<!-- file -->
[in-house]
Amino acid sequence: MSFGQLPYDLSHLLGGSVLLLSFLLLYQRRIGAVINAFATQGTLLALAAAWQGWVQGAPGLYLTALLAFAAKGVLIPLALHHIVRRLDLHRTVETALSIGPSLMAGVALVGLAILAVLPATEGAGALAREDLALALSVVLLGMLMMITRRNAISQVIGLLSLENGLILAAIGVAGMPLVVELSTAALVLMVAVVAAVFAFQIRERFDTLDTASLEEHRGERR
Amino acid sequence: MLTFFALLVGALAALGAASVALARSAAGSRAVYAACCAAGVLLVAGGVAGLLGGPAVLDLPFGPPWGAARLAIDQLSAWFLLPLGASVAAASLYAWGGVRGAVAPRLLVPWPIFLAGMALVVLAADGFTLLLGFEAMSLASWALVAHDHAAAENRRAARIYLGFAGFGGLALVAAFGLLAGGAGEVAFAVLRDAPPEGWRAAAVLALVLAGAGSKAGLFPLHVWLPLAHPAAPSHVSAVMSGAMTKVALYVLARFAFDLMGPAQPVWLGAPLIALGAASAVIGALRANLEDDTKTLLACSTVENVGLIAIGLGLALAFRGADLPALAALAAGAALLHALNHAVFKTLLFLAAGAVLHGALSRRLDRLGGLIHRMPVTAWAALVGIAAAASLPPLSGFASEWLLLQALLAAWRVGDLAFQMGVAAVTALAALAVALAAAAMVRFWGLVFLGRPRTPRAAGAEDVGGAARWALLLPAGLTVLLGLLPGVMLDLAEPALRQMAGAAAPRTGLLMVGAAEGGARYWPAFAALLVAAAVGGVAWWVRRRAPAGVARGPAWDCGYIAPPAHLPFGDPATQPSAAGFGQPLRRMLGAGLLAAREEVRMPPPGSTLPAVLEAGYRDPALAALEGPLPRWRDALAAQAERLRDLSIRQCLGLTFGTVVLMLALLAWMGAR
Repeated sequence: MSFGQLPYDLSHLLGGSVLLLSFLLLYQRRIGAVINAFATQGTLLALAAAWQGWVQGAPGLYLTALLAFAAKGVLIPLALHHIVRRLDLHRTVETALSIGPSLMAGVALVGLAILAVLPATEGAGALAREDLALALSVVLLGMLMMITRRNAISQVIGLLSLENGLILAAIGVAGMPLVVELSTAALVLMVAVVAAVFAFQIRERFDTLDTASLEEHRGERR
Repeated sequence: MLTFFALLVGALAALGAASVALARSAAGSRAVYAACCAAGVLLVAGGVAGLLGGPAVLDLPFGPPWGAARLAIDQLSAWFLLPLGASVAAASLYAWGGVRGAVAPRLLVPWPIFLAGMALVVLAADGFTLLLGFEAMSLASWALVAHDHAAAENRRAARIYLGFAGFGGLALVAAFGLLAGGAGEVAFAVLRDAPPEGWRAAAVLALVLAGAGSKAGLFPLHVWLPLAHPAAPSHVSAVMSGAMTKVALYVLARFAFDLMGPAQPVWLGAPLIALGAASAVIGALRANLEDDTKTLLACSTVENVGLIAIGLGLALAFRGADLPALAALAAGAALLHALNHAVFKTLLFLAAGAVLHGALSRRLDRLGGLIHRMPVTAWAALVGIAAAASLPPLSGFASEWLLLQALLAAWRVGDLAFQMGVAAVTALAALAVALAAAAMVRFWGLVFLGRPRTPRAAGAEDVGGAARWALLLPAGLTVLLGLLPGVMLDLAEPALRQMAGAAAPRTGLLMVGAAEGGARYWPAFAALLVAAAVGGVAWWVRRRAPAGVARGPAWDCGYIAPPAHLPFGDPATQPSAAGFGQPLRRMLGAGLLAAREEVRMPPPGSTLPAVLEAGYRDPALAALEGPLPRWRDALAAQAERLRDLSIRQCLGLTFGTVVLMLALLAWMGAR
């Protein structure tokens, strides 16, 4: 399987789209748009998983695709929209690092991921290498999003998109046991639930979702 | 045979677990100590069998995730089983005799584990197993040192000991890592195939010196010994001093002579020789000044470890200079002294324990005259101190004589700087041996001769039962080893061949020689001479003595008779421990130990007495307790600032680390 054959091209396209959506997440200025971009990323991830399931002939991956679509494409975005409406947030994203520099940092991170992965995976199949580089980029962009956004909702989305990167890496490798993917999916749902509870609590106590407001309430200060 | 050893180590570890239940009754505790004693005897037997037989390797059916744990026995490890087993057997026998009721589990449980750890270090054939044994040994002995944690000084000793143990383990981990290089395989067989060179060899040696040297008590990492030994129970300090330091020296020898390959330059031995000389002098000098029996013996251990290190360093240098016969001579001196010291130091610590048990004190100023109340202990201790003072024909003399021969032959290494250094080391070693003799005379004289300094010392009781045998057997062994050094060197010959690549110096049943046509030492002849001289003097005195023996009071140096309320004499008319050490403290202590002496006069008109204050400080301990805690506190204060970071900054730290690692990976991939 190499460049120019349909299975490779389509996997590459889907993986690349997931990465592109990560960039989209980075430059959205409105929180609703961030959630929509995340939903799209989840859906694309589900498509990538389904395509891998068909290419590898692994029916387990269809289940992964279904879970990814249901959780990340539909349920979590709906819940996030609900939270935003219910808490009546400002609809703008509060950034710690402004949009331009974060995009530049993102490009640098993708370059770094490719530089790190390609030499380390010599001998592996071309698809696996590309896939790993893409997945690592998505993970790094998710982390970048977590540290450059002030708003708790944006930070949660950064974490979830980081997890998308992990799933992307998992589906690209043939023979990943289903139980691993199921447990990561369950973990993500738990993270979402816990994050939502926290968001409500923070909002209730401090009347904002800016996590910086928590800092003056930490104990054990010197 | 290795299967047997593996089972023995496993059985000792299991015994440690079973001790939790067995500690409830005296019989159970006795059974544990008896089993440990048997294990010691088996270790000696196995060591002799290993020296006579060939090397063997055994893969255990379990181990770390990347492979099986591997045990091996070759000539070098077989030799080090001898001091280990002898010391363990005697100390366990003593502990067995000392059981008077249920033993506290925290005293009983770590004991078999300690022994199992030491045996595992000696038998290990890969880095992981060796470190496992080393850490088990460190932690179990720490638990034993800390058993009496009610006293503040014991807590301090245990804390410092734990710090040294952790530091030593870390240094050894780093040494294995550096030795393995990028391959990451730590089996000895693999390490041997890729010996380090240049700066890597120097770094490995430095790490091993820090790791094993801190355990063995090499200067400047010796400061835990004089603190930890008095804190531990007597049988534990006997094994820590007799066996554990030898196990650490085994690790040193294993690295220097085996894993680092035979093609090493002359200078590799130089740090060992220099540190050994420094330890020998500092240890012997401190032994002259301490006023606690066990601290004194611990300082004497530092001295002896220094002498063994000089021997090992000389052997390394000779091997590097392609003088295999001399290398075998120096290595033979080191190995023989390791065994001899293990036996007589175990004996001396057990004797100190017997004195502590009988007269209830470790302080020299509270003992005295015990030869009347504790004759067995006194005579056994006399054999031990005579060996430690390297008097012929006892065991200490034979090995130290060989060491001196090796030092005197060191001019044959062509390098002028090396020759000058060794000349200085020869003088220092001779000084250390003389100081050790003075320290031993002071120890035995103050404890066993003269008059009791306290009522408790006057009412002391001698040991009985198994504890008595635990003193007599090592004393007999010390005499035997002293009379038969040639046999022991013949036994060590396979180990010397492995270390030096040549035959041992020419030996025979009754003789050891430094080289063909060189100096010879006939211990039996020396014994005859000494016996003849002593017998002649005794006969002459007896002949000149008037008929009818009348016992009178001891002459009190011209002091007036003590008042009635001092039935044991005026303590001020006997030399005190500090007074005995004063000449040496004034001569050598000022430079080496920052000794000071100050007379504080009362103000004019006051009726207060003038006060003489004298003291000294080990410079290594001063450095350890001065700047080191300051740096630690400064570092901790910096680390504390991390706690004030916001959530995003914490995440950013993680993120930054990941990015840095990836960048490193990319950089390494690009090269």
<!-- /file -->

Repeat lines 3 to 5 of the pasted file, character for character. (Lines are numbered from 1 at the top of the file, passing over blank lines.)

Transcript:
Amino acid sequence: MLTFFALLVGALAALGAASVALARSAAGSRAVYAACCAAGVLLVAGGVAGLLGGPAVLDLPFGPPWGAARLAIDQLSAWFLLPLGASVAAASLYAWGGVRGAVAPRLLVPWPIFLAGMALVVLAADGFTLLLGFEAMSLASWALVAHDHAAAENRRAARIYLGFAGFGGLALVAAFGLLAGGAGEVAFAVLRDAPPEGWRAAAVLALVLAGAGSKAGLFPLHVWLPLAHPAAPSHVSAVMSGAMTKVALYVLARFAFDLMGPAQPVWLGAPLIALGAASAVIGALRANLEDDTKTLLACSTVENVGLIAIGLGLALAFRGADLPALAALAAGAALLHALNHAVFKTLLFLAAGAVLHGALSRRLDRLGGLIHRMPVTAWAALVGIAAAASLPPLSGFASEWLLLQALLAAWRVGDLAFQMGVAAVTALAALAVALAAAAMVRFWGLVFLGRPRTPRAAGAEDVGGAARWALLLPAGLTVLLGLLPGVMLDLAEPALRQMAGAAAPRTGLLMVGAAEGGARYWPAFAALLVAAAVGGVAWWVRRRAPAGVARGPAWDCGYIAPPAHLPFGDPATQPSAAGFGQPLRRMLGAGLLAAREEVRMPPPGSTLPAVLEAGYRDPALAALEGPLPRWRDALAAQAERLRDLSIRQCLGLTFGTVVLMLALLAWMGAR
Repeated sequence: MSFGQLPYDLSHLLGGSVLLLSFLLLYQRRIGAVINAFATQGTLLALAAAWQGWVQGAPGLYLTALLAFAAKGVLIPLALHHIVRRLDLHRTVETALSIGPSLMAGVALVGLAILAVLPATEGAGALAREDLALALSVVLLGMLMMITRRNAISQVIGLLSLENGLILAAIGVAGMPLVVELSTAALVLMVAVVAAVFAFQIRERFDTLDTASLEEHRGERR
Repeated sequence: MLTFFALLVGALAALGAASVALARSAAGSRAVYAACCAAGVLLVAGGVAGLLGGPAVLDLPFGPPWGAARLAIDQLSAWFLLPLGASVAAASLYAWGGVRGAVAPRLLVPWPIFLAGMALVVLAADGFTLLLGFEAMSLASWALVAHDHAAAENRRAARIYLGFAGFGGLALVAAFGLLAGGAGEVAFAVLRDAPPEGWRAAAVLALVLAGAGSKAGLFPLHVWLPLAHPAAPSHVSAVMSGAMTKVALYVLARFAFDLMGPAQPVWLGAPLIALGAASAVIGALRANLEDDTKTLLACSTVENVGLIAIGLGLALAFRGADLPALAALAAGAALLHALNHAVFKTLLFLAAGAVLHGALSRRLDRLGGLIHRMPVTAWAALVGIAAAASLPPLSGFASEWLLLQALLAAWRVGDLAFQMGVAAVTALAALAVALAAAAMVRFWGLVFLGRPRTPRAAGAEDVGGAARWALLLPAGLTVLLGLLPGVMLDLAEPALRQMAGAAAPRTGLLMVGAAEGGARYWPAFAALLVAAAVGGVAWWVRRRAPAGVARGPAWDCGYIAPPAHLPFGDPATQPSAAGFGQPLRRMLGAGLLAAREEVRMPPPGSTLPAVLEAGYRDPALAALEGPLPRWRDALAAQAERLRDLSIRQCLGLTFGTVVLMLALLAWMGAR